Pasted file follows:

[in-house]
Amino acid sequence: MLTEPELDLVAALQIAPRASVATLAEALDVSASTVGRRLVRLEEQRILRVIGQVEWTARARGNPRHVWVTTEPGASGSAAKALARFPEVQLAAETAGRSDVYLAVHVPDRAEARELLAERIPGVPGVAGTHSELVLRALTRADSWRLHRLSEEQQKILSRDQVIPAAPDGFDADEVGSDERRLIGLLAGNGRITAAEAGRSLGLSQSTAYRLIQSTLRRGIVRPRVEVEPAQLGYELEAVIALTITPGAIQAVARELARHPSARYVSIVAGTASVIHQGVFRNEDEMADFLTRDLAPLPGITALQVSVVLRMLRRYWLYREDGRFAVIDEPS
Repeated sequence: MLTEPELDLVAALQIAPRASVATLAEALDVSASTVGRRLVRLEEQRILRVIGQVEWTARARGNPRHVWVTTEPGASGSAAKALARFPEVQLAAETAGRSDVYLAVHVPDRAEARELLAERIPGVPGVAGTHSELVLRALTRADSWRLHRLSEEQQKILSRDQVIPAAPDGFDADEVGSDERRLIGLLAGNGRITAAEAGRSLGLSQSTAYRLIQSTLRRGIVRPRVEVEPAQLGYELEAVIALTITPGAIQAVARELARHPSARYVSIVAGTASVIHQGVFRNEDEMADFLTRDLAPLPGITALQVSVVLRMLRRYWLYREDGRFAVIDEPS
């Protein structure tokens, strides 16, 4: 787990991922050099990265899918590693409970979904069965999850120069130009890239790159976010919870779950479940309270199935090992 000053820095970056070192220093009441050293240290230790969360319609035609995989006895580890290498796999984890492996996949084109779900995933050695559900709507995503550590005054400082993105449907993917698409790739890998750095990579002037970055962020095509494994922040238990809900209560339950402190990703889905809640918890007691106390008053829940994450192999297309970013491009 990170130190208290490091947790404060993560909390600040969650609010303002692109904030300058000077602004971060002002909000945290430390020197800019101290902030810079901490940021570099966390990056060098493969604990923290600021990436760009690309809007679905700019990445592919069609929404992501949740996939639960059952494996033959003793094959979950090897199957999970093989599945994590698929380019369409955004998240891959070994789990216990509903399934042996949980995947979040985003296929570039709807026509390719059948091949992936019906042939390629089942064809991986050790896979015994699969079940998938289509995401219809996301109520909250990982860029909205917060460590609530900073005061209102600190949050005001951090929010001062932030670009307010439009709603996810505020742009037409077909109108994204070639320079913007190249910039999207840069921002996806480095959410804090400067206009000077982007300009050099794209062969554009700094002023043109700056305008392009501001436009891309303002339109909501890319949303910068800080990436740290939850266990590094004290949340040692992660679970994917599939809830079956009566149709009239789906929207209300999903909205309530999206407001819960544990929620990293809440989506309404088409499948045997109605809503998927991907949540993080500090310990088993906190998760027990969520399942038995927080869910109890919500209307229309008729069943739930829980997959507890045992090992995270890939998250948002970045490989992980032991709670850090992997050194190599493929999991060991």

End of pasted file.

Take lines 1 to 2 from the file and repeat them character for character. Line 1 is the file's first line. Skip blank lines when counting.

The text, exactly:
[in-house]
Amino acid sequence: MLTEPELDLVAALQIAPRASVATLAEALDVSASTVGRRLVRLEEQRILRVIGQVEWTARARGNPRHVWVTTEPGASGSAAKALARFPEVQLAAETAGRSDVYLAVHVPDRAEARELLAERIPGVPGVAGTHSELVLRALTRADSWRLHRLSEEQQKILSRDQVIPAAPDGFDADEVGSDERRLIGLLAGNGRITAAEAGRSLGLSQSTAYRLIQSTLRRGIVRPRVEVEPAQLGYELEAVIALTITPGAIQAVARELARHPSARYVSIVAGTASVIHQGVFRNEDEMADFLTRDLAPLPGITALQVSVVLRMLRRYWLYREDGRFAVIDEPS